As we head into the economic winter the Prime Minister warned us about back in summer, National Party leader Christopher Luxon is getting in some early skiing practice by going off-piste.
Five months into his job as leader of the Opposition, Luxon is fast learning the news cycle gives with one hand and takes with the other.
The giving came for him from the quarterly release of inflation figures, showing an annual 6.9 per cent increase in inflation for the year to March.
Opposition parties tend to make hay while the blizzards blow, so it was a welcome Arctic blast for Luxon.
The taking came from himself. He had to resort to his second mop-up in two weeks after his musings got away on him – this time on cancelling Labour Day to pay for Matariki; last week on removing all subsidies from public transport.
Of all the problems afflicting businesses, mooting the cancellation of a public holiday is not exactly the most promising policy platform to fight an election campaign on.
Sure enough, within a day Luxon claimed he was simply speaking in jest and had no intention of jettisoning either Matariki or Labour Day. At this rate, by Wednesday he'll be promising to add another public holiday.
Luxon gets some grace for being a rookie - he doesn't yet have an encyclopaedic knowledge of government, or even his own party's policies. His blunders have also obviously been mis-speaks rather than actual policy on the hoof.
But he stepped up for the job and he won't get too much grace.
All leaders get to make captain's calls but no caucus likes to be blindsided by captain's calls too often: they have to be reserved for special occasions and something that actually matters. Jacinda Ardern's came in the decision to give up all hope of a capital gains tax on her watch.
Luxon's mentor John Key also regularly found himself off-piste, whether by accident or design. He usually laughed it off and it did him no harm.
To an extent the license for it depends on popularity and how good the person is at the parts of the job that really matter. So Judith Collins was excoriated during the election campaign for somehow getting herself embroiled into sharing her views on obesity, for example.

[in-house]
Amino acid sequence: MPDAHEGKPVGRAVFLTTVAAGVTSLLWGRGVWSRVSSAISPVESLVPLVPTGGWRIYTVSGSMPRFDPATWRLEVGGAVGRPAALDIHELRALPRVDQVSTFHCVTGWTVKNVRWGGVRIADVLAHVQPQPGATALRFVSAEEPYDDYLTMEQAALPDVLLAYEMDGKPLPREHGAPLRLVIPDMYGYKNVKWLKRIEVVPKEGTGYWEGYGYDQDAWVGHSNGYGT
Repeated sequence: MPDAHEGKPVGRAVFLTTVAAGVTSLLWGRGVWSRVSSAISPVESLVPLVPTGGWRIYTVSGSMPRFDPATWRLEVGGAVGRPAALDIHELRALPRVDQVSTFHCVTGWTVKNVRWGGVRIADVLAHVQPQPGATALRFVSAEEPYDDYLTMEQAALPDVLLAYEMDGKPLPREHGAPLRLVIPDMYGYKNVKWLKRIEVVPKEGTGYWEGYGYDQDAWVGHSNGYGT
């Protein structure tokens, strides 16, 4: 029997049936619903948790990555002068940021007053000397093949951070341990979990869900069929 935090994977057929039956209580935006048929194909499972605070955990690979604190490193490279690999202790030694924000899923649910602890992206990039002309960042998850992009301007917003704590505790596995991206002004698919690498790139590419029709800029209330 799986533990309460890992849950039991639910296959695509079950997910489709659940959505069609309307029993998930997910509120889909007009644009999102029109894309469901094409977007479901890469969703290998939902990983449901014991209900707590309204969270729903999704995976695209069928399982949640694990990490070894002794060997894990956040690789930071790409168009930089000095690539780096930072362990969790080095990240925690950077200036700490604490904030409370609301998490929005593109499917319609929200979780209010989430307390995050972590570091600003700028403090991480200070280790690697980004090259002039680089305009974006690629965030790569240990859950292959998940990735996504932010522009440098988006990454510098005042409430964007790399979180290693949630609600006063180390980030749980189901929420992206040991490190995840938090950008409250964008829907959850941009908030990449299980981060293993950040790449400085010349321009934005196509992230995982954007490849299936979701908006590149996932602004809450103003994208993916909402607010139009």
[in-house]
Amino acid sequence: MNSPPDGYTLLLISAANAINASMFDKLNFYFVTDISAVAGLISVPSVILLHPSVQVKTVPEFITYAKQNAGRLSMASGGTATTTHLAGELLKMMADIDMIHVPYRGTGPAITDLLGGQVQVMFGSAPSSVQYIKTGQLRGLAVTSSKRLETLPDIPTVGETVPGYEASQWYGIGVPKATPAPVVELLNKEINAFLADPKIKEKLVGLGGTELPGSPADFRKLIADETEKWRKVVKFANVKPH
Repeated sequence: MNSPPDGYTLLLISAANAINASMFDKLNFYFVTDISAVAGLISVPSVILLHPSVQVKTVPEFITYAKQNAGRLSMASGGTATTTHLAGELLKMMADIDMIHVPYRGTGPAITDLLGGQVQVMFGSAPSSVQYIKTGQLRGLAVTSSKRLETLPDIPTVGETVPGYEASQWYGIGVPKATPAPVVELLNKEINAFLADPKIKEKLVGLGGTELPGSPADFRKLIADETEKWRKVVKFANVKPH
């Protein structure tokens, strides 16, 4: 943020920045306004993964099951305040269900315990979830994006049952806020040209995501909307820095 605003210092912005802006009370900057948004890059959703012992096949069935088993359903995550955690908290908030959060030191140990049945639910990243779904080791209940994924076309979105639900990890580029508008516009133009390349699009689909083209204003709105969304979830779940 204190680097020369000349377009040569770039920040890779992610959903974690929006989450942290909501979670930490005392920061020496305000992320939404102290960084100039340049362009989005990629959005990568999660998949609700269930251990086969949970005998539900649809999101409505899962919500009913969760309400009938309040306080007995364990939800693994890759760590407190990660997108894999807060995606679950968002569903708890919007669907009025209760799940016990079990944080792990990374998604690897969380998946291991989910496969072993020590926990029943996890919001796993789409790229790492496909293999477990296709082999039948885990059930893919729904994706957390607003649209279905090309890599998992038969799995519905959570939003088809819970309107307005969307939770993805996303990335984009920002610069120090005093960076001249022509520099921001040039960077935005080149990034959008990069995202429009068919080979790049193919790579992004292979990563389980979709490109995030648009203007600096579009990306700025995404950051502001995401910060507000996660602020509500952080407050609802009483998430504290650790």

But it is, at the least, a distraction. Luxon's latest will have passed most people by and be long forgotten by the time of an election campaign. But election campaigns are a different story because it drags attention away from the points a leader is supposed to be prosecuting.
That is why Labour dusted off the Labour letterhead to fire off press releases about Luxon's comments on Matariki and subsidies for public transport. Using the Labour letterhead rather than ministerial letterhead is a signal it is a party political response rather than a government response.
It was the first splutterings of the election campaign. Labour knew Luxon had no intention of acting on what he had said. It was trying to seed a perception - that Luxon was gaffe-prone.
The aim of that is to try to dent Luxon's credibility on other, bigger issues.
The biggie in that regard is his credibility on issues the election will actually be won or lost on: the economy and people's back pockets.
Thus far, the polls indicate Luxon's ability to hold his own on the economy is his most valuable attribute.